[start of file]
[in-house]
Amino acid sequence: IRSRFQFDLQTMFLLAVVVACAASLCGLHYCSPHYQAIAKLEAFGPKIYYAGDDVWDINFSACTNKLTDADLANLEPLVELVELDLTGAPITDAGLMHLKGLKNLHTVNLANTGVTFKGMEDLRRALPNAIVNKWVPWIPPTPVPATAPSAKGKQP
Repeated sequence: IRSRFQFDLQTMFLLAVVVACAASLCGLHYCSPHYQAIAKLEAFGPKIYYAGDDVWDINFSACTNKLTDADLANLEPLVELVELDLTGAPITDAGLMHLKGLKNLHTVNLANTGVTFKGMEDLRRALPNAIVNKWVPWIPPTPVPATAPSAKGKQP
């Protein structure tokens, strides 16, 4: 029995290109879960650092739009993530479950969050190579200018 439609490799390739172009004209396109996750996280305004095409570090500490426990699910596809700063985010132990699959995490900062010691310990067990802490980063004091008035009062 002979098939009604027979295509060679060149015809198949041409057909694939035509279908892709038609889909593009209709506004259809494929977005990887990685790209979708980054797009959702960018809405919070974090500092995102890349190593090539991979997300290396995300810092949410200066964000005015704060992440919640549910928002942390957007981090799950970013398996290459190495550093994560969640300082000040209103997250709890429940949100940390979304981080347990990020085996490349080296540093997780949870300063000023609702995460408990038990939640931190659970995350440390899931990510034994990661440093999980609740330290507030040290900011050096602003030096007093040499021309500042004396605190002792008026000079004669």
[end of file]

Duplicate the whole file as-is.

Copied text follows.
[in-house]
Amino acid sequence: IRSRFQFDLQTMFLLAVVVACAASLCGLHYCSPHYQAIAKLEAFGPKIYYAGDDVWDINFSACTNKLTDADLANLEPLVELVELDLTGAPITDAGLMHLKGLKNLHTVNLANTGVTFKGMEDLRRALPNAIVNKWVPWIPPTPVPATAPSAKGKQP
Repeated sequence: IRSRFQFDLQTMFLLAVVVACAASLCGLHYCSPHYQAIAKLEAFGPKIYYAGDDVWDINFSACTNKLTDADLANLEPLVELVELDLTGAPITDAGLMHLKGLKNLHTVNLANTGVTFKGMEDLRRALPNAIVNKWVPWIPPTPVPATAPSAKGKQP
């Protein structure tokens, strides 16, 4: 029995290109879960650092739009993530479950969050190579200018 439609490799390739172009004209396109996750996280305004095409570090500490426990699910596809700063985010132990699959995490900062010691310990067990802490980063004091008035009062 002979098939009604027979295509060679060149015809198949041409057909694939035509279908892709038609889909593009209709506004259809494929977005990887990685790209979708980054797009959702960018809405919070974090500092995102890349190593090539991979997300290396995300810092949410200066964000005015704060992440919640549910928002942390957007981090799950970013398996290459190495550093994560969640300082000040209103997250709890429940949100940390979304981080347990990020085996490349080296540093997780949870300063000023609702995460408990038990939640931190659970995350440390899931990510034994990661440093999980609740330290507030040290900011050096602003030096007093040499021309500042004396605190002792008026000079004669």